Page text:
This summer we have seen points a, c, and d come to fruition. The recent NAPM Manufacturing PMI number, while relatively unimpressive, still shows a growing economy with a reading of 55.3 for June.
The current Spot Gold to XAU ratio is around 7.35. This ratio will behave closely to the ratio of GLD to GDX. The ratio of GLD to GDX is currently 2.6. At the time of my original article in June, the Gold:XAU ratio was 8.09, meaning GDX has outperformed spot gold since the original piece. A ratio of 7.35 is still high, however, by historical standards; thus, there is still value in gold and precious metal mining stocks relative to the price of gold itself.
There are only two potential headwinds preventing GDX from reaching the "optimal" trade setup. The first is seasonality, as commodities tend to under-perform in the summer. However, this is not necessarily a hard-fast rule, it is simply an historical observation. Thus, we could buck the trend this year. The second headwind is that the economy, as judged by the aforementioned PMI, is still expanding. This could change, but to date the data does not yet put us in "optimal" position for a trade.
Nevertheless, GDX has too many factors in its favor to ignore as a potential long trade. For those investors nervous that gold could retreat this summer (despite hitting a new high this week), a long position in GDX could always be hedged by a short position in gold.
I detailed in June 2009 an alternative trade to simply going to long the miners. An investor "could purchase GDX and short GLD (or as a substitute, use the short Gold ETN, DGZ) until ratios regress closer to the mean. " This pair trade would simply be betting on the miners outperforming gold over the length of the trade. As long as GDX performed better relative to GLD, the trade would be profitable, even if both declined.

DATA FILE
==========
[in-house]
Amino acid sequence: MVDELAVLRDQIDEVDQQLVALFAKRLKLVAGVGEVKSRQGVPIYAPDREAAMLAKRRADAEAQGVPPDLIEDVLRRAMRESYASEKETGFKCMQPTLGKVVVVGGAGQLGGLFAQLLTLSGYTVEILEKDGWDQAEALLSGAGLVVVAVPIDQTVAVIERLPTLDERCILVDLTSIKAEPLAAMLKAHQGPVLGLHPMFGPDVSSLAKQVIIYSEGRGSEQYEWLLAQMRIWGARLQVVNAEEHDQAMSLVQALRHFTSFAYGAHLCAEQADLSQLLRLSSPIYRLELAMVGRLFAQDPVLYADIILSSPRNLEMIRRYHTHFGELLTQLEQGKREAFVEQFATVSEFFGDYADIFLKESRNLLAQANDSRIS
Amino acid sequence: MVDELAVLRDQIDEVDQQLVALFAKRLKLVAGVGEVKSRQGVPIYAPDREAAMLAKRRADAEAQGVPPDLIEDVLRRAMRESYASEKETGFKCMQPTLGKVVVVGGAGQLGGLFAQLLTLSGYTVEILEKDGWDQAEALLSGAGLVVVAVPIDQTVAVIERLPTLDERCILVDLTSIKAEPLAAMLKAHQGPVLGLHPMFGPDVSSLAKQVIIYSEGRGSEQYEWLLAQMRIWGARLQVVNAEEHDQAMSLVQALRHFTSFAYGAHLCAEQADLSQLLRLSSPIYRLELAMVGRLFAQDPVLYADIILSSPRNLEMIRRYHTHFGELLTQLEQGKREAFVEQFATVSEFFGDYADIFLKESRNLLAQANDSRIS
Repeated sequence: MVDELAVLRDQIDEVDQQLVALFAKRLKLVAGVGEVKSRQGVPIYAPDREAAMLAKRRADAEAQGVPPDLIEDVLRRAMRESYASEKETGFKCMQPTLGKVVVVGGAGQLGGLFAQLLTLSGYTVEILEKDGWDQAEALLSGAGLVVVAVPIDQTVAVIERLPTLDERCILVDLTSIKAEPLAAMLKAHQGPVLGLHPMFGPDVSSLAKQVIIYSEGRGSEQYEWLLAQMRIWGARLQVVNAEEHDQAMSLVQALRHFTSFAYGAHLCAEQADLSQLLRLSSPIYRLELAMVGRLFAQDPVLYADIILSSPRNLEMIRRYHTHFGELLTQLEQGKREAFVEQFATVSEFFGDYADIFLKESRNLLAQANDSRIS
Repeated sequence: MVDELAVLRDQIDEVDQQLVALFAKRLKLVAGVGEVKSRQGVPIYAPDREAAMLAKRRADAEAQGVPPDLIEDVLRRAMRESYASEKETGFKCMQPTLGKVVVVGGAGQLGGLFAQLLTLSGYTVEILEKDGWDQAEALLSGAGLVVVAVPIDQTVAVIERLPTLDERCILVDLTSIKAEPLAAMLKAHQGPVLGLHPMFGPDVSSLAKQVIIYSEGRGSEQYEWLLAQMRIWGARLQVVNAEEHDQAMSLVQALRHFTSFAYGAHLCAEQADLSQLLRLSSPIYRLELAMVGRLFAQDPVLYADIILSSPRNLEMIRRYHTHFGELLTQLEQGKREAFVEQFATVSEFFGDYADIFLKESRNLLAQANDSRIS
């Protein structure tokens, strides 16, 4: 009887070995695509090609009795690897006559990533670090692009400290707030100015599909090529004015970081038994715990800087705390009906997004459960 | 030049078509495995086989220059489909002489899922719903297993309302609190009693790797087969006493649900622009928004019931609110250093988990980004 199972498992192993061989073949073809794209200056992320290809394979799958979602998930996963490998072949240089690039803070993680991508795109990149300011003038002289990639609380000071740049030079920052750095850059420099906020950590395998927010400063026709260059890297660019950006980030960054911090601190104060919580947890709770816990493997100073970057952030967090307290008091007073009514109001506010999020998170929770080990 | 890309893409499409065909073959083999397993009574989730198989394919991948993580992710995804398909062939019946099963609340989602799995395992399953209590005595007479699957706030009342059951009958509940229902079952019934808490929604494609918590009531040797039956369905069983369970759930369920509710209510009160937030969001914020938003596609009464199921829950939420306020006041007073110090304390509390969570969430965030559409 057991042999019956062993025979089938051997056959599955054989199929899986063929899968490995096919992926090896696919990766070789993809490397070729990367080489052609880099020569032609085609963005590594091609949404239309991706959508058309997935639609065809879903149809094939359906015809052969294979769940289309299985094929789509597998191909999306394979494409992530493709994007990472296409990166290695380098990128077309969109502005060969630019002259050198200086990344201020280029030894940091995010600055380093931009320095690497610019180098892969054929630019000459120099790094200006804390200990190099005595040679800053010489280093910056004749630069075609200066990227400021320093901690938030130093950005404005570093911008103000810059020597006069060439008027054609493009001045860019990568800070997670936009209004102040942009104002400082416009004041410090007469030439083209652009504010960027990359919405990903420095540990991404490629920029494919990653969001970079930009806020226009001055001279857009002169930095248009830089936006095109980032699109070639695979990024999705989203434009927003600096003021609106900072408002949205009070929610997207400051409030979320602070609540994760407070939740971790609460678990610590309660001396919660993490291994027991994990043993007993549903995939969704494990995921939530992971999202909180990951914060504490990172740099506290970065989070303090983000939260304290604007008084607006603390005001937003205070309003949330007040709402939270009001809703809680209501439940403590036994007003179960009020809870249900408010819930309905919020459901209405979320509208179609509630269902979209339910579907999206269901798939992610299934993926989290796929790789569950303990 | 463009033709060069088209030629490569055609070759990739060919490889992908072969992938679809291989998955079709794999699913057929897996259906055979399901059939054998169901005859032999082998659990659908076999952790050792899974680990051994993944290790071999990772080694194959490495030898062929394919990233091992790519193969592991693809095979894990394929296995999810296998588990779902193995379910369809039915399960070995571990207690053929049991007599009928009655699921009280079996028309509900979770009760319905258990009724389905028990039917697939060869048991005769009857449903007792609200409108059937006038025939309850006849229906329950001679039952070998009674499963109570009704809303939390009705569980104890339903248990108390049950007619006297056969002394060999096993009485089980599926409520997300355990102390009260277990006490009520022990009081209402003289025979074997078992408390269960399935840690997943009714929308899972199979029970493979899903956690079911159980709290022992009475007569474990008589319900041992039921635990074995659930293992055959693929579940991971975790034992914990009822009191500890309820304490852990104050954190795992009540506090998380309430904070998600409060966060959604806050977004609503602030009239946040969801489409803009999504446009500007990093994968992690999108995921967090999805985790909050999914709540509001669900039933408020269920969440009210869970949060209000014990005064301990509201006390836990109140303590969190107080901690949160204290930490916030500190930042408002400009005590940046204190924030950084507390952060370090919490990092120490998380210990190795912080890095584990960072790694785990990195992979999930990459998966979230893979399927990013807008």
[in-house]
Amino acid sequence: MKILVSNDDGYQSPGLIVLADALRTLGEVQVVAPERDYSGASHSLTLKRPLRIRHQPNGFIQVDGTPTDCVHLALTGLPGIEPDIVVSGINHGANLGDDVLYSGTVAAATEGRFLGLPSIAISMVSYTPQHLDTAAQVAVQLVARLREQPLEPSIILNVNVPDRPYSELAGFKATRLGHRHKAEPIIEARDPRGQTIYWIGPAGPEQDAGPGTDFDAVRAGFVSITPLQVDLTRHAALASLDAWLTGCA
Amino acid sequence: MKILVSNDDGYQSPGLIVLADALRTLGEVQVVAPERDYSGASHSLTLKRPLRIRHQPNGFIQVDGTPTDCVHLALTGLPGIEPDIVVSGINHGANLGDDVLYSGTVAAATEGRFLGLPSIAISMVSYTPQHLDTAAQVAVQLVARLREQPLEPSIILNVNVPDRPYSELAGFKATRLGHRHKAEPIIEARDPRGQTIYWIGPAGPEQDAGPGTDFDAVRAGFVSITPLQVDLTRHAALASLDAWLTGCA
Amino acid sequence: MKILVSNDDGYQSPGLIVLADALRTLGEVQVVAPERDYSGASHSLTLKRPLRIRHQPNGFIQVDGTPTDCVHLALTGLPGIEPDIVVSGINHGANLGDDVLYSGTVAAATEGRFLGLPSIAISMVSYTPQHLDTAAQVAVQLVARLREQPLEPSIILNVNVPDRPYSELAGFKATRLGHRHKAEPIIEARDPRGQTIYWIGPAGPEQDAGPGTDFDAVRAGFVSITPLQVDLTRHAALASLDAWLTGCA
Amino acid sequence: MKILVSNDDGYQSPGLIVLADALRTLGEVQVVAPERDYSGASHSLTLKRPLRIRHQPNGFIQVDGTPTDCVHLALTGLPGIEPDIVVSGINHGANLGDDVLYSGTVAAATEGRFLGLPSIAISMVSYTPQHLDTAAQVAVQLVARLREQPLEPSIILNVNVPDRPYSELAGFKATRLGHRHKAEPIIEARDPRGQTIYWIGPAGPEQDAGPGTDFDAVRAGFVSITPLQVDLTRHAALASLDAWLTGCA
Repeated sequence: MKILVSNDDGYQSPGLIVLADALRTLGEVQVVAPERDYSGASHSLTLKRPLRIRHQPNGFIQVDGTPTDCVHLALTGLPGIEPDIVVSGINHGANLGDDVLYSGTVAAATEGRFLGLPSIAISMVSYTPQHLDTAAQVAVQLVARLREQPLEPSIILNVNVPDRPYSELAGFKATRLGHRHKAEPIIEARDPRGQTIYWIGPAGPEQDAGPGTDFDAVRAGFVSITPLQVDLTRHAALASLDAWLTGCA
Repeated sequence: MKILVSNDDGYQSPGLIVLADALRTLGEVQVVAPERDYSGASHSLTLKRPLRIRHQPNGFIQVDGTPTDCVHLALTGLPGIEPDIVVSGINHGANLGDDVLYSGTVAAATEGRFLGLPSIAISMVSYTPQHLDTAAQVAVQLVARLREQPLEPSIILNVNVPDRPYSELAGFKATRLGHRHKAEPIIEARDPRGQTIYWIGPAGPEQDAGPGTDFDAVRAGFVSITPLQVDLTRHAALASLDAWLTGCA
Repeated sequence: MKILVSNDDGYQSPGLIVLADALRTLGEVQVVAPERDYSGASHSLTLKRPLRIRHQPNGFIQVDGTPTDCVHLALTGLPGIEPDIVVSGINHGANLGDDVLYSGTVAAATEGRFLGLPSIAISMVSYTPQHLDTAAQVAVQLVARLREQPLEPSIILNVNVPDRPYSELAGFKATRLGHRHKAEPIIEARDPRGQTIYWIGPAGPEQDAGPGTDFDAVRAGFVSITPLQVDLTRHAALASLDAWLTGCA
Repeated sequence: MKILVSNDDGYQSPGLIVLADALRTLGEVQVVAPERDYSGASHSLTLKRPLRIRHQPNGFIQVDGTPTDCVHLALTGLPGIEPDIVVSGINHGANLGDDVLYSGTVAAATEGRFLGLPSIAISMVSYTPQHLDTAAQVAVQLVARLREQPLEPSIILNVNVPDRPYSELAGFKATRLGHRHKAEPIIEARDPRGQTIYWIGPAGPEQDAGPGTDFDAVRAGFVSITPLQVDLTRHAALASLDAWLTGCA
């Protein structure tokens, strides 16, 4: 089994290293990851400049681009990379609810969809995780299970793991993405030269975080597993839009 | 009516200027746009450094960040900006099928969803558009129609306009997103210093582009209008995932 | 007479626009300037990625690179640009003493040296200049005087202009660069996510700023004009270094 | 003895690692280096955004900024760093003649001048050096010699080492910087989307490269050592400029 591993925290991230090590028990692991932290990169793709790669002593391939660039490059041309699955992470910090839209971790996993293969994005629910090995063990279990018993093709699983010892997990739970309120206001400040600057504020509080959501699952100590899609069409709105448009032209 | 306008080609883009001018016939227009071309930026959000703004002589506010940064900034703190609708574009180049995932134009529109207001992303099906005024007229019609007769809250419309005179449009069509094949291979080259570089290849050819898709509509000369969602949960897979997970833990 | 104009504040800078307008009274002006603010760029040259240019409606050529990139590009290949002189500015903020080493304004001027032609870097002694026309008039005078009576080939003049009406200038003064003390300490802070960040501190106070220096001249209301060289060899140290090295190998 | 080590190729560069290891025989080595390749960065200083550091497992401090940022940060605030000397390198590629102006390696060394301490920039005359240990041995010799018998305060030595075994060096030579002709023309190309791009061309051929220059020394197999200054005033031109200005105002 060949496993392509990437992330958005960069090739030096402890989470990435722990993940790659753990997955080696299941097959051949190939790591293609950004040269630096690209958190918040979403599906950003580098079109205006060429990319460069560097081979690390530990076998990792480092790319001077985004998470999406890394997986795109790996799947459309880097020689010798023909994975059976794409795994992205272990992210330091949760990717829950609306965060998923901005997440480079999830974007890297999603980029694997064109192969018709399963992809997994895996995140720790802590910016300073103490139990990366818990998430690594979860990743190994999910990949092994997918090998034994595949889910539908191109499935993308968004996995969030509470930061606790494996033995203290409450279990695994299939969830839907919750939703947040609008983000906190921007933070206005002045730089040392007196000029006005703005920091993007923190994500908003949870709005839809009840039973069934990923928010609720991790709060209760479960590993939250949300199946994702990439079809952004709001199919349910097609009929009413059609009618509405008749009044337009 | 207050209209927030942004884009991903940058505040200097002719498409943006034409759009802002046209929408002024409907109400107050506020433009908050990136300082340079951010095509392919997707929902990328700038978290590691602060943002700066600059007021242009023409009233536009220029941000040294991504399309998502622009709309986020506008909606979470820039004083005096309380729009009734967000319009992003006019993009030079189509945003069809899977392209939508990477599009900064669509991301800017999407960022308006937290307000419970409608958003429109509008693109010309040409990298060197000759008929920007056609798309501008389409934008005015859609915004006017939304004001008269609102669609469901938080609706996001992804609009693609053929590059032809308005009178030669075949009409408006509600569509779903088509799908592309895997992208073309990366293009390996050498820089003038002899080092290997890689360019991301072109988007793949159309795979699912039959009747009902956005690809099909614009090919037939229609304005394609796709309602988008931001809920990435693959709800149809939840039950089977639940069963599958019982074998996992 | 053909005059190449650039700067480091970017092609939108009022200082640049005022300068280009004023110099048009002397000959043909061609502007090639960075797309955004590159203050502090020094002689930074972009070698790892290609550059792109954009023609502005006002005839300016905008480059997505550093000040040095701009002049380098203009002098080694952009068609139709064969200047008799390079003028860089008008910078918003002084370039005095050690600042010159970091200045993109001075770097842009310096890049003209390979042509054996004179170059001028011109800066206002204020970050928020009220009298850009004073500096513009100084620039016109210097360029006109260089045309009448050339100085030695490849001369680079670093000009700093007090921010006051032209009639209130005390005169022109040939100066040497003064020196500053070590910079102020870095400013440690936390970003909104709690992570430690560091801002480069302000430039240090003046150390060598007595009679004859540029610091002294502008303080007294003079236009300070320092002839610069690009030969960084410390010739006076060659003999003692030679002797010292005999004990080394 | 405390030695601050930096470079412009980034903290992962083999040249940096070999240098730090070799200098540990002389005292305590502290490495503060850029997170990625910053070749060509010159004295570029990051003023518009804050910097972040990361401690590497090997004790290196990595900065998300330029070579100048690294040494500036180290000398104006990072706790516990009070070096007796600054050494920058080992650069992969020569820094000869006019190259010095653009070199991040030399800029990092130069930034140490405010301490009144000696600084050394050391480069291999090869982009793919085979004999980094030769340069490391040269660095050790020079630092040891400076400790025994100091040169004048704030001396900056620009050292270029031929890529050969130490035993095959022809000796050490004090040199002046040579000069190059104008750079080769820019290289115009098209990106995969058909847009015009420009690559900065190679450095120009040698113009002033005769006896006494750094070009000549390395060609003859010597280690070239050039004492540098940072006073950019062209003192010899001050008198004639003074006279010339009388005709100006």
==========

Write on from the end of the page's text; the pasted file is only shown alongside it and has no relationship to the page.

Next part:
Hedging your GDX position in this manner could potentially hurt returns if both gold and the miners continue to move higher. However, the purpose of the hedge is simply to reduce potential volatility if we see a decrease in the price of both. The hedged trade could turn into a losing trade if the ratio of gold to mining stocks reverses its recent course and heads higher again. However, I expect any move higher in the ratio to be short lived.
For those looking to time an entry into either GDX or GLD, the next few sessions could give us a clue as to whether the recent move in gold is "for real", or just a headfake. As Christ Vermeulenpoints out here:
As you can see from the chart below, gold is making a new high. The big question is if it will do what it has done many times in the past, which is make a new higher for only a few days to get the general public (herd) long, only to then get sold into and come back down? The next few sessions will give us a better feel for this breakout/rally.
If the recent high in gold holds in the short term, we may be bucking the seasonality trend and heading higher. If so, I expect a position in GDX to be a more profitable long trade than simply owning the physical commodity.